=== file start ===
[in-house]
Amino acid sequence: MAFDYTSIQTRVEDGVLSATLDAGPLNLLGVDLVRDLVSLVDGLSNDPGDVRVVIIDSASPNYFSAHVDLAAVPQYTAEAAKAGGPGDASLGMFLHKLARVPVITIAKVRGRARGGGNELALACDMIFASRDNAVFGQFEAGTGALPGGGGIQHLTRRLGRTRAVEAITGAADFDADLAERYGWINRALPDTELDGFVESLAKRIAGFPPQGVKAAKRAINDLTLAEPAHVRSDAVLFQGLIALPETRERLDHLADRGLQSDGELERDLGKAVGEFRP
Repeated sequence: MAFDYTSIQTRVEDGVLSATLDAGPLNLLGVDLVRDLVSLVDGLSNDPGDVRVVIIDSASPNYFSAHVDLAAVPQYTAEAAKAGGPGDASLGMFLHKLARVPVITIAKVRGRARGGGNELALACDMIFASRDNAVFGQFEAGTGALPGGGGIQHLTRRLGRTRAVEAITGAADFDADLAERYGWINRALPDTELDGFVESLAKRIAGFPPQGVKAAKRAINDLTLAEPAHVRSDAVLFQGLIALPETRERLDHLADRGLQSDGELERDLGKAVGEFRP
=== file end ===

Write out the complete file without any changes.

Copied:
[in-house]
Amino acid sequence: MAFDYTSIQTRVEDGVLSATLDAGPLNLLGVDLVRDLVSLVDGLSNDPGDVRVVIIDSASPNYFSAHVDLAAVPQYTAEAAKAGGPGDASLGMFLHKLARVPVITIAKVRGRARGGGNELALACDMIFASRDNAVFGQFEAGTGALPGGGGIQHLTRRLGRTRAVEAITGAADFDADLAERYGWINRALPDTELDGFVESLAKRIAGFPPQGVKAAKRAINDLTLAEPAHVRSDAVLFQGLIALPETRERLDHLADRGLQSDGELERDLGKAVGEFRP
Repeated sequence: MAFDYTSIQTRVEDGVLSATLDAGPLNLLGVDLVRDLVSLVDGLSNDPGDVRVVIIDSASPNYFSAHVDLAAVPQYTAEAAKAGGPGDASLGMFLHKLARVPVITIAKVRGRARGGGNELALACDMIFASRDNAVFGQFEAGTGALPGGGGIQHLTRRLGRTRAVEAITGAADFDADLAERYGWINRALPDTELDGFVESLAKRIAGFPPQGVKAAKRAINDLTLAEPAHVRSDAVLFQGLIALPETRERLDHLADRGLQSDGELERDLGKAVGEFRP